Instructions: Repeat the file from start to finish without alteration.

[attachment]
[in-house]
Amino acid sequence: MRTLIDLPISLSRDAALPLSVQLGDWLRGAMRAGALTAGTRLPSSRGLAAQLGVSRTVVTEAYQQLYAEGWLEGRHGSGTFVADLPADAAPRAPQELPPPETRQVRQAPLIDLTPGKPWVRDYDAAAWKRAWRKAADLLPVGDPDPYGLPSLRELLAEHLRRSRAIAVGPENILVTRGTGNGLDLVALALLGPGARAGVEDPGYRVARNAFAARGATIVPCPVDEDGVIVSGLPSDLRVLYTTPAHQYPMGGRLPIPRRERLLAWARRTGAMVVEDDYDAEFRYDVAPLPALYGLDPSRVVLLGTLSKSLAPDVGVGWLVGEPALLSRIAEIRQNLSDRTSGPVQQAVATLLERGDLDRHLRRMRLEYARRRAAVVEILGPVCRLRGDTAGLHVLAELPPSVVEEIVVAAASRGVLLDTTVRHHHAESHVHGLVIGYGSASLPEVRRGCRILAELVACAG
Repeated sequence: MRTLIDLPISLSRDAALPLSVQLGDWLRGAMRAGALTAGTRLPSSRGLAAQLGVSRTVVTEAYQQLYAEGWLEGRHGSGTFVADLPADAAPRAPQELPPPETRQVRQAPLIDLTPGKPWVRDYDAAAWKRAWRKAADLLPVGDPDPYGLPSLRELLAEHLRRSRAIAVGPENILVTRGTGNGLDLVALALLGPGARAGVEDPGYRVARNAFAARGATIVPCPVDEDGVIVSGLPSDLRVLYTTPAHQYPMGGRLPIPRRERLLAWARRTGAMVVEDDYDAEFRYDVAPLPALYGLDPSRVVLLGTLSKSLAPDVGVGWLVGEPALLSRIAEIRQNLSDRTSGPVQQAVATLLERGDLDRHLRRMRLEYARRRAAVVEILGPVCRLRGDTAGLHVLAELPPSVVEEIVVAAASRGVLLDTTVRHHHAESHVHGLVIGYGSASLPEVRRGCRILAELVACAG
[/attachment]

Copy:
[in-house]
Amino acid sequence: MRTLIDLPISLSRDAALPLSVQLGDWLRGAMRAGALTAGTRLPSSRGLAAQLGVSRTVVTEAYQQLYAEGWLEGRHGSGTFVADLPADAAPRAPQELPPPETRQVRQAPLIDLTPGKPWVRDYDAAAWKRAWRKAADLLPVGDPDPYGLPSLRELLAEHLRRSRAIAVGPENILVTRGTGNGLDLVALALLGPGARAGVEDPGYRVARNAFAARGATIVPCPVDEDGVIVSGLPSDLRVLYTTPAHQYPMGGRLPIPRRERLLAWARRTGAMVVEDDYDAEFRYDVAPLPALYGLDPSRVVLLGTLSKSLAPDVGVGWLVGEPALLSRIAEIRQNLSDRTSGPVQQAVATLLERGDLDRHLRRMRLEYARRRAAVVEILGPVCRLRGDTAGLHVLAELPPSVVEEIVVAAASRGVLLDTTVRHHHAESHVHGLVIGYGSASLPEVRRGCRILAELVACAG
Repeated sequence: MRTLIDLPISLSRDAALPLSVQLGDWLRGAMRAGALTAGTRLPSSRGLAAQLGVSRTVVTEAYQQLYAEGWLEGRHGSGTFVADLPADAAPRAPQELPPPETRQVRQAPLIDLTPGKPWVRDYDAAAWKRAWRKAADLLPVGDPDPYGLPSLRELLAEHLRRSRAIAVGPENILVTRGTGNGLDLVALALLGPGARAGVEDPGYRVARNAFAARGATIVPCPVDEDGVIVSGLPSDLRVLYTTPAHQYPMGGRLPIPRRERLLAWARRTGAMVVEDDYDAEFRYDVAPLPALYGLDPSRVVLLGTLSKSLAPDVGVGWLVGEPALLSRIAEIRQNLSDRTSGPVQQAVATLLERGDLDRHLRRMRLEYARRRAAVVEILGPVCRLRGDTAGLHVLAELPPSVVEEIVVAAASRGVLLDTTVRHHHAESHVHGLVIGYGSASLPEVRRGCRILAELVACAG